Racism the root cause for crisis suicide rate among Travellers in Ireland

02 March 2023

By Bernard Rorke

Racism and discrimination are the primary root causes of suicide in the Irish Traveller community, according to a new report commissioned by three Traveller action groups. More than two-thirds of Travellers have lost a loved one to suicide and almost 90% are worried about suicide in their community, says the report which focuses on the rapidly growing Traveller community of south county Dublin. Nationally, the suicide rate among Travellers in Ireland is six times higher than that of wider society, with over 65% of Traveller suicides occurring among those aged under 30.

Launching the report, Senator Eileen Flynn said the community is facing a "mental health crisis and it needs to be treated as a crisis.” The report was presented to the Oireachtas (Houses of Parliament), and Senator Flynn –the first Traveller Senator to be appointed to the Oireachtas – called for better research including the introduction of ethnic identifier data. "We need to know how many Travellers are going through our mental health services and identify what supports they need, for what we are seeing is systematic racism and hatred."

While drugs, alcohol, depression, poverty and financial pressures were identified as key causes of suicide, “there was consistent reference to daily experiences of discrimination that have an impact on mental health”. Respondents spoke of the effects of everyday racism, being refused entry to bars and cafes, being followed by security staff while shopping; and many parents spoke of being anxious about sending their children to school for fear they would experience racism during the day. One mother commented

“When I am getting my kids ready for school my heart sinks. They are too young to know what is coming but sure enough it will hit them at some stage. I am hardened to it ... I can handle it because I am used to it, but my heart breaks for them every day. It sucks the spirit out of you, I go to bed drained and dreading the next day.”

As reported in The Irish Times, structural racism was identified as underpinning Travellers’ negative experiences in housing, employment, education and healthcare and engaging with gardaí. According to the report: “The impact of this daily experience of discrimination and racism is damaging to the morale of Travellers as they seek to navigate their daily lives.” In addition to improved services, better outreach, the need to address stigma around mental health difficulties among Travellers, and a coordinated response and support plan when a suicide occurs, the report calls for racism to be addressed, whenever and wherever it happens.

‘Our trauma cannot continue to be dismissed’ 

Campaigning groups have been calling for government action for years. In 2019, Dr Sindy Joyce, Traveller activist and member of the Council of State spoke of the trauma within the community:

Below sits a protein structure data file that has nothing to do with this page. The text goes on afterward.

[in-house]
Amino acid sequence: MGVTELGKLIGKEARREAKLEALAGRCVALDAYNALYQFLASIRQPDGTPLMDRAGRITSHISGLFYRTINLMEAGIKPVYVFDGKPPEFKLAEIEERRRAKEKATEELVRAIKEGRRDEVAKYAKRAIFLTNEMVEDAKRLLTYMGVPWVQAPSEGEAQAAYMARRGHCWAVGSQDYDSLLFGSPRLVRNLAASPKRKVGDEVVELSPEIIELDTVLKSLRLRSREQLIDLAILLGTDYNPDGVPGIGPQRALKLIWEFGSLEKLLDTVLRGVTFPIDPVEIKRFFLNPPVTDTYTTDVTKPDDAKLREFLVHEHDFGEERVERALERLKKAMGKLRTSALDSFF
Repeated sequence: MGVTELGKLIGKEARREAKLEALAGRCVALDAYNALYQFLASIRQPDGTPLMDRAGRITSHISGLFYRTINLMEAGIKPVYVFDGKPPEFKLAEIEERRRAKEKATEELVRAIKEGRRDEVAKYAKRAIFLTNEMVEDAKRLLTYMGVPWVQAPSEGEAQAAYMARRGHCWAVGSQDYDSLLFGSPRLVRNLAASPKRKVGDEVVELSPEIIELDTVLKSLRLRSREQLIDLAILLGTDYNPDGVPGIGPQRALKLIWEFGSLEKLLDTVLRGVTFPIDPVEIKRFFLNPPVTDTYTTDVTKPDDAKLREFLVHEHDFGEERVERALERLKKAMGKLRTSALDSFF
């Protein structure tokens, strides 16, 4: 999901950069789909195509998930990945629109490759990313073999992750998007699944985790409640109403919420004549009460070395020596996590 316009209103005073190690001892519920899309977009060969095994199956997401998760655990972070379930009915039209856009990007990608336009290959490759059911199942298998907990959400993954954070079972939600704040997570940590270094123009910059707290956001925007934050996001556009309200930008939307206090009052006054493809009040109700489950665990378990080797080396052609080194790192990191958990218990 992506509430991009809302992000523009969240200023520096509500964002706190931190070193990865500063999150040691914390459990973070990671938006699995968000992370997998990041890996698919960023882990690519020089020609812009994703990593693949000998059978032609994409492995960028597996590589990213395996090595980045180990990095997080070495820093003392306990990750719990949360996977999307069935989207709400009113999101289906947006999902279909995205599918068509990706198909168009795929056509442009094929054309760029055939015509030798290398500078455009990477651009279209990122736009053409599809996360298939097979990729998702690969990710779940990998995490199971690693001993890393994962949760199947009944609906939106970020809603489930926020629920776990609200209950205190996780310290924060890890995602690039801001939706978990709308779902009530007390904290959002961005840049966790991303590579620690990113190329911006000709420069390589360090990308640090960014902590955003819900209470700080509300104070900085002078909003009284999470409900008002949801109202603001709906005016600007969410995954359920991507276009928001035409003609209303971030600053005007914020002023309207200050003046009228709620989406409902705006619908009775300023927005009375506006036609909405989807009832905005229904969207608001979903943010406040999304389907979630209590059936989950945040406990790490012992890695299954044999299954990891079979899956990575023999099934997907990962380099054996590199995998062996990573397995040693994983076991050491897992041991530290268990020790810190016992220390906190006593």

“There is a deafening silence across this country on Mincéirí suicide. The intolerable pain of these young people, who saw death as their only option is being ignored. We are in a crisis, an epidemic that has been ignored for decades. Our trauma cannot continue to be dismissed.”

This sense of crisis was shared by the National Traveller Mental Health Network, launched in March 2019. Chairperson Mags Casey said “the issues that affect all Travellers - such as racism and exclusion, matters relating to identity, sexuality, addiction, as well as employment, education and accommodation - have a profound impact on the community's mental health.”  She pointed out that recommendations made over a decade ago for culturally inclusive mental health service provision have been ignored, and the situation has continued to escalate without any clear government plan to address this tragic crisis. 

On the occasion of the Network’s 2020 launch of a submission to the Oireachtas addressing mental health and suicide among Travellers, Chairperson Casey called on government to make good on its promises, and that there be no more ‘false dawns’: 

“Too many people have carried too many coffins. Too many families have buried too many brothers, sisters, nieces, nephews, cousins, uncles, aunts, and fathers and mothers. The heartache and the devastation never ends for those left behind. For the Traveller community, suicide is not an isolated event. Tragically, it has been allowed to become an ongoing dark part of our existence. It has become tragically clear that our deaths have meant little".

A lesson for Europe 

One of the many failures of the first EU Roma Framework up to 2020, and the national strategies that comprise the ‘new improved’ version up to 2030, is the complete neglect of the impact anti-Roma racism has on the mental health and wellbeing of children and young people that comprise Europe’s largest and youngest ethnic minority population in Europe.  

Globally, risk factors for poor mental health are linked to the corrosive impact of seeing life as something unfair and are closely associated with everyday discrimination and inequalities. As Tlaleng Mofokeng, UN Special Rapporteur on the right to health, put it “The health consequences of racism and discrimination are persistent and passed from one generation to the next … The right to health cannot be realised in a racist world.” 

The lesson from Ireland is that the cumulative impact of everyday racism on the mental health and wellbeing of Europe’s Roma can only be ignored at a terrible human cost. Recognition of antigypsyism and anti-Traveller racism as specific forms of racism by European institutions and national authorities is just a start; for beyond recognition there is a need for reparation, and that means making amends and taking concrete steps to deal with the damage done.


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